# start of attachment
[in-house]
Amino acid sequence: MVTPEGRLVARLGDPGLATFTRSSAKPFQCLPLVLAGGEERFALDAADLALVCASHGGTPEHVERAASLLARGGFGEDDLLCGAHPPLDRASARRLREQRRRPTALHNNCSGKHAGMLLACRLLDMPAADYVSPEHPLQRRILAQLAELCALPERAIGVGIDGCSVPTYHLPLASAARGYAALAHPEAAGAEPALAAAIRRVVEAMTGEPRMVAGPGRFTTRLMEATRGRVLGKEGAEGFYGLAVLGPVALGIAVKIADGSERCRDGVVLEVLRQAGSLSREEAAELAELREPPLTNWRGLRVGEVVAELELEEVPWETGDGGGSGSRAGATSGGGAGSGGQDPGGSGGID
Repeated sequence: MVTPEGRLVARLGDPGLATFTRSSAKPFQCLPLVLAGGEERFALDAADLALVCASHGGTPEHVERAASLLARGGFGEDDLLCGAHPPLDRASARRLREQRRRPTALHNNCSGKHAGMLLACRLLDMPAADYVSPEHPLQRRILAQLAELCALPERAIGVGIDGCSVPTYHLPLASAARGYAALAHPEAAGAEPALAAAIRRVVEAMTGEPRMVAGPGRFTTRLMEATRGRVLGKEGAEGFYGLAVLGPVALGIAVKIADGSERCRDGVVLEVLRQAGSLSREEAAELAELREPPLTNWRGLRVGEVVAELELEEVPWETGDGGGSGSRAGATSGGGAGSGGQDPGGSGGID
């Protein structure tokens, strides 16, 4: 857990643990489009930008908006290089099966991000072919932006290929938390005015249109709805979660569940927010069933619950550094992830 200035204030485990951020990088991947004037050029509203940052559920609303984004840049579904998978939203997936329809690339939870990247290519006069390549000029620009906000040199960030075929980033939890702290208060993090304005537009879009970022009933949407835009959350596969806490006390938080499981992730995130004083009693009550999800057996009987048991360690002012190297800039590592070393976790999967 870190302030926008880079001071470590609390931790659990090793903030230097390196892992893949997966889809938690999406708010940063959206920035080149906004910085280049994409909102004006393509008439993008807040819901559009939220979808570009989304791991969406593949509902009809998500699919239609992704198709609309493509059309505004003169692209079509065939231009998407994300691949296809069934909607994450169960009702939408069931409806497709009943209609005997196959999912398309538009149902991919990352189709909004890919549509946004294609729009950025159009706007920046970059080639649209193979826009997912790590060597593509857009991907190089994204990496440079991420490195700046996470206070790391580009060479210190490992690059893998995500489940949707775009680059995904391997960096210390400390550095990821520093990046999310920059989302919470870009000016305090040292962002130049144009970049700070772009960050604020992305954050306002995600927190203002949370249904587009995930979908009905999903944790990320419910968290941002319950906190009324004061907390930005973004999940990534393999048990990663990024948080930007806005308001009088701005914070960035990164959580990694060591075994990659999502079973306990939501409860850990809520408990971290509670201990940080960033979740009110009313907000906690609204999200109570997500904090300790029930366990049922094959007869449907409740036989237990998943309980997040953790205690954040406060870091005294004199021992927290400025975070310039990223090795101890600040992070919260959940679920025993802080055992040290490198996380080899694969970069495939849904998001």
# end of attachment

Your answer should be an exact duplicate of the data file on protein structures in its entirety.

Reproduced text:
[in-house]
Amino acid sequence: MVTPEGRLVARLGDPGLATFTRSSAKPFQCLPLVLAGGEERFALDAADLALVCASHGGTPEHVERAASLLARGGFGEDDLLCGAHPPLDRASARRLREQRRRPTALHNNCSGKHAGMLLACRLLDMPAADYVSPEHPLQRRILAQLAELCALPERAIGVGIDGCSVPTYHLPLASAARGYAALAHPEAAGAEPALAAAIRRVVEAMTGEPRMVAGPGRFTTRLMEATRGRVLGKEGAEGFYGLAVLGPVALGIAVKIADGSERCRDGVVLEVLRQAGSLSREEAAELAELREPPLTNWRGLRVGEVVAELELEEVPWETGDGGGSGSRAGATSGGGAGSGGQDPGGSGGID
Repeated sequence: MVTPEGRLVARLGDPGLATFTRSSAKPFQCLPLVLAGGEERFALDAADLALVCASHGGTPEHVERAASLLARGGFGEDDLLCGAHPPLDRASARRLREQRRRPTALHNNCSGKHAGMLLACRLLDMPAADYVSPEHPLQRRILAQLAELCALPERAIGVGIDGCSVPTYHLPLASAARGYAALAHPEAAGAEPALAAAIRRVVEAMTGEPRMVAGPGRFTTRLMEATRGRVLGKEGAEGFYGLAVLGPVALGIAVKIADGSERCRDGVVLEVLRQAGSLSREEAAELAELREPPLTNWRGLRVGEVVAELELEEVPWETGDGGGSGSRAGATSGGGAGSGGQDPGGSGGID
């Protein structure tokens, strides 16, 4: 857990643990489009930008908006290089099966991000072919932006290929938390005015249109709805979660569940927010069933619950550094992830 200035204030485990951020990088991947004037050029509203940052559920609303984004840049579904998978939203997936329809690339939870990247290519006069390549000029620009906000040199960030075929980033939890702290208060993090304005537009879009970022009933949407835009959350596969806490006390938080499981992730995130004083009693009550999800057996009987048991360690002012190297800039590592070393976790999967 870190302030926008880079001071470590609390931790659990090793903030230097390196892992893949997966889809938690999406708010940063959206920035080149906004910085280049994409909102004006393509008439993008807040819901559009939220979808570009989304791991969406593949509902009809998500699919239609992704198709609309493509059309505004003169692209079509065939231009998407994300691949296809069934909607994450169960009702939408069931409806497709009943209609005997196959999912398309538009149902991919990352189709909004890919549509946004294609729009950025159009706007920046970059080639649209193979826009997912790590060597593509857009991907190089994204990496440079991420490195700046996470206070790391580009060479210190490992690059893998995500489940949707775009680059995904391997960096210390400390550095990821520093990046999310920059989302919470870009000016305090040292962002130049144009970049700070772009960050604020992305954050306002995600927190203002949370249904587009995930979908009905999903944790990320419910968290941002319950906190009324004061907390930005973004999940990534393999048990990663990024948080930007806005308001009088701005914070960035990164959580990694060591075994990659999502079973306990939501409860850990809520408990971290509670201990940080960033979740009110009313907000906690609204999200109570997500904090300790029930366990049922094959007869449907409740036989237990998943309980997040953790205690954040406060870091005294004199021992927290400025975070310039990223090795101890600040992070919260959940679920025993802080055992040290490198996380080899694969970069495939849904998001």